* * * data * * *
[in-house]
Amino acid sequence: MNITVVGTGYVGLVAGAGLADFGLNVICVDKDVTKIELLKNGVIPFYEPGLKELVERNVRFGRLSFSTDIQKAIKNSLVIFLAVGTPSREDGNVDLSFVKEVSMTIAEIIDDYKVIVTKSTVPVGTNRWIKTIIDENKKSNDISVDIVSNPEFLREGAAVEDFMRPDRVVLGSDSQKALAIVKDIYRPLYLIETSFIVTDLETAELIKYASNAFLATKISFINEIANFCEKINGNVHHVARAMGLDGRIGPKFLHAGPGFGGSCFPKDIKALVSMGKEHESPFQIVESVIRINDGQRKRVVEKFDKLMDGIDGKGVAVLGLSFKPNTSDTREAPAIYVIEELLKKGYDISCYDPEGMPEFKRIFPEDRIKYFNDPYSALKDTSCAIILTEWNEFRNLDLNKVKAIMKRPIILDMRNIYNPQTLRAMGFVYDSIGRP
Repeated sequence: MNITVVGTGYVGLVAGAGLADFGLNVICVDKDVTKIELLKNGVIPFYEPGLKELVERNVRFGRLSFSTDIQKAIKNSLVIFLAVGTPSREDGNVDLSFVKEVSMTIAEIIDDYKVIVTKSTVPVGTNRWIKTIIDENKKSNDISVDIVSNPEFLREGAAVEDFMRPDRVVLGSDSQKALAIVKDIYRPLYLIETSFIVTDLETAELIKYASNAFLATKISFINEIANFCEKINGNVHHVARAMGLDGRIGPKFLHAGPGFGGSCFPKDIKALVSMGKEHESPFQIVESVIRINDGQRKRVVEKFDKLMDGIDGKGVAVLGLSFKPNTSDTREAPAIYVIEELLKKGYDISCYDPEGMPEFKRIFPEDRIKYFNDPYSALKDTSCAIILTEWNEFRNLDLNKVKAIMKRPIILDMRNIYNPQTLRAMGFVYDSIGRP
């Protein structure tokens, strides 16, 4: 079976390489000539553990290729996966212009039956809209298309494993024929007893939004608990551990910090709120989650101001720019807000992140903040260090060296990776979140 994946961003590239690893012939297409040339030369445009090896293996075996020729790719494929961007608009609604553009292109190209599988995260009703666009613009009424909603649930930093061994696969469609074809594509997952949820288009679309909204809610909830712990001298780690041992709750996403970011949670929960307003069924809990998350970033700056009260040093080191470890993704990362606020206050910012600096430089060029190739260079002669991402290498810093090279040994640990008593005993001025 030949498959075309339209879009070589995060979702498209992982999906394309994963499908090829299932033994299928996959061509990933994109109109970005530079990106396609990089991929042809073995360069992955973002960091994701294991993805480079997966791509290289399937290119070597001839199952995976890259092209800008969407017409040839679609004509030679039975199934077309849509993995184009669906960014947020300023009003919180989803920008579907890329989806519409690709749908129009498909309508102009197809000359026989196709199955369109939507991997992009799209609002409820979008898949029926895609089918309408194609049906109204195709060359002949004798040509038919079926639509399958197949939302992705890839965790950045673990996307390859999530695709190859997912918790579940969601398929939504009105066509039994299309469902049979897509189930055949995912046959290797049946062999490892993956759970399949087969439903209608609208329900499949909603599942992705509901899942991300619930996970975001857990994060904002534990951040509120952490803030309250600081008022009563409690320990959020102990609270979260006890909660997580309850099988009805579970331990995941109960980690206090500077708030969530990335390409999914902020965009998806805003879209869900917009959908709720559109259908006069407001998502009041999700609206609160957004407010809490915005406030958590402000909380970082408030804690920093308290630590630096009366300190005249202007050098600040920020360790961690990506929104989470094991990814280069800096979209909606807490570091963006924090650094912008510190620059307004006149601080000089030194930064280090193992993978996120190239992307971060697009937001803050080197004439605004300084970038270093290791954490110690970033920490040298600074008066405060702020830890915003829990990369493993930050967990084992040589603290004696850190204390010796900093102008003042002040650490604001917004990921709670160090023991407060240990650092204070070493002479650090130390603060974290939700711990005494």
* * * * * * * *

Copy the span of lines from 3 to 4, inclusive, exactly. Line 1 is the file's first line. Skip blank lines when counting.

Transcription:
Repeated sequence: MNITVVGTGYVGLVAGAGLADFGLNVICVDKDVTKIELLKNGVIPFYEPGLKELVERNVRFGRLSFSTDIQKAIKNSLVIFLAVGTPSREDGNVDLSFVKEVSMTIAEIIDDYKVIVTKSTVPVGTNRWIKTIIDENKKSNDISVDIVSNPEFLREGAAVEDFMRPDRVVLGSDSQKALAIVKDIYRPLYLIETSFIVTDLETAELIKYASNAFLATKISFINEIANFCEKINGNVHHVARAMGLDGRIGPKFLHAGPGFGGSCFPKDIKALVSMGKEHESPFQIVESVIRINDGQRKRVVEKFDKLMDGIDGKGVAVLGLSFKPNTSDTREAPAIYVIEELLKKGYDISCYDPEGMPEFKRIFPEDRIKYFNDPYSALKDTSCAIILTEWNEFRNLDLNKVKAIMKRPIILDMRNIYNPQTLRAMGFVYDSIGRP
């Protein structure tokens, strides 16, 4: 079976390489000539553990290729996966212009039956809209298309494993024929007893939004608990551990910090709120989650101001720019807000992140903040260090060296990776979140 994946961003590239690893012939297409040339030369445009090896293996075996020729790719494929961007608009609604553009292109190209599988995260009703666009613009009424909603649930930093061994696969469609074809594509997952949820288009679309909204809610909830712990001298780690041992709750996403970011949670929960307003069924809990998350970033700056009260040093080191470890993704990362606020206050910012600096430089060029190739260079002669991402290498810093090279040994640990008593005993001025 030949498959075309339209879009070589995060979702498209992982999906394309994963499908090829299932033994299928996959061509990933994109109109970005530079990106396609990089991929042809073995360069992955973002960091994701294991993805480079997966791509290289399937290119070597001839199952995976890259092209800008969407017409040839679609004509030679039975199934077309849509993995184009669906960014947020300023009003919180989803920008579907890329989806519409690709749908129009498909309508102009197809000359026989196709199955369109939507991997992009799209609002409820979008898949029926895609089918309408194609049906109204195709060359002949004798040509038919079926639509399958197949939302992705890839965790950045673990996307390859999530695709190859997912918790579940969601398929939504009105066509039994299309469902049979897509189930055949995912046959290797049946062999490892993956759970399949087969439903209608609208329900499949909603599942992705509901899942991300619930996970975001857990994060904002534990951040509120952490803030309250600081008022009563409690320990959020102990609270979260006890909660997580309850099988009805579970331990995941109960980690206090500077708030969530990335390409999914902020965009998806805003879209869900917009959908709720559109259908006069407001998502009041999700609206609160957004407010809490915005406030958590402000909380970082408030804690920093308290630590630096009366300190005249202007050098600040920020360790961690990506929104989470094991990814280069800096979209909606807490570091963006924090650094912008510190620059307004006149601080000089030194930064280090193992993978996120190239992307971060697009937001803050080197004439605004300084970038270093290791954490110690970033920490040298600074008066405060702020830890915003829990990369493993930050967990084992040589603290004696850190204390010796900093102008003042002040650490604001917004990921709670160090023991407060240990650092204070070493002479650090130390603060974290939700711990005494």